September 2022, Virtual
September 29 2022, Virtual
Now in its 27th year, the Business Travel Awards
The aviation sector in Latin America will continue to grow next year, according to a senior industry figure from the region.
Franciso Vidal, director of LAN Chile’s operations in Europe and the Middle East, also predicted his airline would report “record results” at the end of its current financial year.
Speaking to ABTN at World Travel Market in London, Vidal said Latin America was not majorly affected by the global recession over the last two years.
Indeed, monthly passenger figures published by the International Air Transport Association (IATA) have consistently shown the region to be one of the fastest growing in the world.
“Airline traffic has been growing steadily over the past few years,” he said.
“There is a group of airlines that has increased their [level of] service. Brand new aircraft are coming in,” he said.
“You can see a wealthy industry right now in South America. That’s good for everybody.”
As a sign of its health, LAN has some 100 new planes on order, including 12 of the much-anticipated Boeing 787 Dreamliner aircraft.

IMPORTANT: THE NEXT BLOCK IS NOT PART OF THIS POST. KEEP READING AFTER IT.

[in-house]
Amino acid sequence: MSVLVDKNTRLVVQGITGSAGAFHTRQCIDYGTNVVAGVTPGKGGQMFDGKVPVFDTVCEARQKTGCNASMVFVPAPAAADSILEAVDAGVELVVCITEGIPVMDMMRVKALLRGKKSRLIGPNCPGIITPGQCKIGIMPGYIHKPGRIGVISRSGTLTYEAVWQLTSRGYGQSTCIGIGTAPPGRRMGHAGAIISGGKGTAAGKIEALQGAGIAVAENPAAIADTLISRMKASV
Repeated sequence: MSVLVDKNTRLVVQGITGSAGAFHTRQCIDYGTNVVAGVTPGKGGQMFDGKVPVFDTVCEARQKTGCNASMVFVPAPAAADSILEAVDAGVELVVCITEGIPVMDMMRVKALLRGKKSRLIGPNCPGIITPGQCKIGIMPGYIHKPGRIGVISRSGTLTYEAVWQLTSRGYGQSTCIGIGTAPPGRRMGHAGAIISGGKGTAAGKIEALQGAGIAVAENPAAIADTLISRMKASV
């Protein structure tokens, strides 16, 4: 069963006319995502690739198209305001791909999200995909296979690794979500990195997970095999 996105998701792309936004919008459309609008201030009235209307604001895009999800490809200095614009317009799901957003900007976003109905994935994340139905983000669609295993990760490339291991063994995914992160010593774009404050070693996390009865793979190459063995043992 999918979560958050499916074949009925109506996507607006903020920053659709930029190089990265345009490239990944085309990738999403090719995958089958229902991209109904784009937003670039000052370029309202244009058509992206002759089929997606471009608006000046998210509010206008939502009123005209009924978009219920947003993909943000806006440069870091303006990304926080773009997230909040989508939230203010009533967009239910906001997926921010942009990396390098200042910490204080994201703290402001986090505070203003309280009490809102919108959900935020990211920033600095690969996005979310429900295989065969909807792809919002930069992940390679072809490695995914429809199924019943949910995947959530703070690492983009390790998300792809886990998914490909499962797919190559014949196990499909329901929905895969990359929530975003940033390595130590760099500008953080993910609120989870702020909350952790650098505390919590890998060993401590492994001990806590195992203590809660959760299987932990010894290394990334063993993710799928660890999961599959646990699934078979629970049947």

The airline was supposed to take delivery of its first Dreamliner this year, and had planned to fly it on the Santiago-Madrid-Frankfurt service.
But the state-of-the-art aircraft is three years behind schedule, and this week LAN found out there is potential for even further delays.
Boeing announced it was grounding all test flights after a fire broke out onboard an aircraft over Texas.
If and when the Dreamliner is finally ready, LAN will take delivery of its order after Japanese carrier All Nippon Airways (ANA).
Vidal said the demise of Mexicana Airlines – a partner carrier in the Oneworld alliance – in September was a set-back as it had provided valuable onward connections to LAN’s customers.
However, he said LAN had added capacity on routes vacated by the bankrupt Mexican carrier.
The Chilean carrier, which also operates out of Argentina, Peru and Ecuador, is also entrenched in major merger and acquisition activity.
It is in the process of buying Colombian airline Aires, while forging a business partnership with Brasilian Star Alliance carrier TAM.
Vidal admitted the tie-up would not equate to a full merger, owing to foreign ownership laws in Brasil, but said the companies would press ahead with an association under a newly formed parent company, LATAM.
Vidal said the airlines hoped to receive approval from the European Commission and the US Department of Transportation before the end of the year.
The airlines will continue to operate under their own brands, but the partnership is likely to trigger an alliance struggle as Star and Oneworld fight to keep key regional members.